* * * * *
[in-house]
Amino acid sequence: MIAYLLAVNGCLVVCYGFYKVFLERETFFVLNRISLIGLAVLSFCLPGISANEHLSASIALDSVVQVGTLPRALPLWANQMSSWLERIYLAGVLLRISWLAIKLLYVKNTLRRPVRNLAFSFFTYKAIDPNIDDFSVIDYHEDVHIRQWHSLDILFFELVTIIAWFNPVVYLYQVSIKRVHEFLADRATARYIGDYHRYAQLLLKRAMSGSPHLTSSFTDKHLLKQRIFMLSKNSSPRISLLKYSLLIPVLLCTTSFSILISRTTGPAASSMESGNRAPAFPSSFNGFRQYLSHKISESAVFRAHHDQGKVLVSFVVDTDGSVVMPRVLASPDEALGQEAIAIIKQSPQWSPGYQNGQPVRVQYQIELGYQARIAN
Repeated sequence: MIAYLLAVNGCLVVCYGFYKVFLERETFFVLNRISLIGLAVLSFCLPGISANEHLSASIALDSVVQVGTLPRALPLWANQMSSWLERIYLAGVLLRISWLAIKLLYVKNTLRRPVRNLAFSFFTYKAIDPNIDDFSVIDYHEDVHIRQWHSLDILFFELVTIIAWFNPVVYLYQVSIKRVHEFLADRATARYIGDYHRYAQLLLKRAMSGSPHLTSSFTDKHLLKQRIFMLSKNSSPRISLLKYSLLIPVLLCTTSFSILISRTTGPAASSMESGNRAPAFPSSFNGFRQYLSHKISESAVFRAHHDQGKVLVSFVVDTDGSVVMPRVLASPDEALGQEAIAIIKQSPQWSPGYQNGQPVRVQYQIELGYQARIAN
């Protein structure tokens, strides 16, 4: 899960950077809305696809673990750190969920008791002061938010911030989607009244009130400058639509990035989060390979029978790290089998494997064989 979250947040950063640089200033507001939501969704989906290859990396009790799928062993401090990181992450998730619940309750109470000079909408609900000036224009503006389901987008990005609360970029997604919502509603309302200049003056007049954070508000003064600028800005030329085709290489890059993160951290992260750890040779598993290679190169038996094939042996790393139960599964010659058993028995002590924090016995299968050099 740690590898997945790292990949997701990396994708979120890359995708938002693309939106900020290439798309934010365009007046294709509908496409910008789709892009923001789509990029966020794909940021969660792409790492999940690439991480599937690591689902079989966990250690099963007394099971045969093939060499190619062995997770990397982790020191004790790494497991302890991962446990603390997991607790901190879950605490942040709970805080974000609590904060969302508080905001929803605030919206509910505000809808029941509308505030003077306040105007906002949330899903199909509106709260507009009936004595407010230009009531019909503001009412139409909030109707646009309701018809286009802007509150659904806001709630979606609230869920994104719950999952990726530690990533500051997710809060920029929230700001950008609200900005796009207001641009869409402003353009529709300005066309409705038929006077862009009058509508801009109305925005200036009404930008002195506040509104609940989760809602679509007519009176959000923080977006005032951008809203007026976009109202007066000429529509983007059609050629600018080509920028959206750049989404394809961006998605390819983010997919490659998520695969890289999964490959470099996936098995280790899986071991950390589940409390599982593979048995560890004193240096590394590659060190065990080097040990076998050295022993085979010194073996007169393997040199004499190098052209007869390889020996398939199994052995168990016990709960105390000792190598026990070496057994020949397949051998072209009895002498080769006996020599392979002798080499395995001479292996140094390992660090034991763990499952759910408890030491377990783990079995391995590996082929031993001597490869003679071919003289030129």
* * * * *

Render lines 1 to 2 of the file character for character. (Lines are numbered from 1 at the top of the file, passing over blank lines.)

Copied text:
[in-house]
Amino acid sequence: MIAYLLAVNGCLVVCYGFYKVFLERETFFVLNRISLIGLAVLSFCLPGISANEHLSASIALDSVVQVGTLPRALPLWANQMSSWLERIYLAGVLLRISWLAIKLLYVKNTLRRPVRNLAFSFFTYKAIDPNIDDFSVIDYHEDVHIRQWHSLDILFFELVTIIAWFNPVVYLYQVSIKRVHEFLADRATARYIGDYHRYAQLLLKRAMSGSPHLTSSFTDKHLLKQRIFMLSKNSSPRISLLKYSLLIPVLLCTTSFSILISRTTGPAASSMESGNRAPAFPSSFNGFRQYLSHKISESAVFRAHHDQGKVLVSFVVDTDGSVVMPRVLASPDEALGQEAIAIIKQSPQWSPGYQNGQPVRVQYQIELGYQARIAN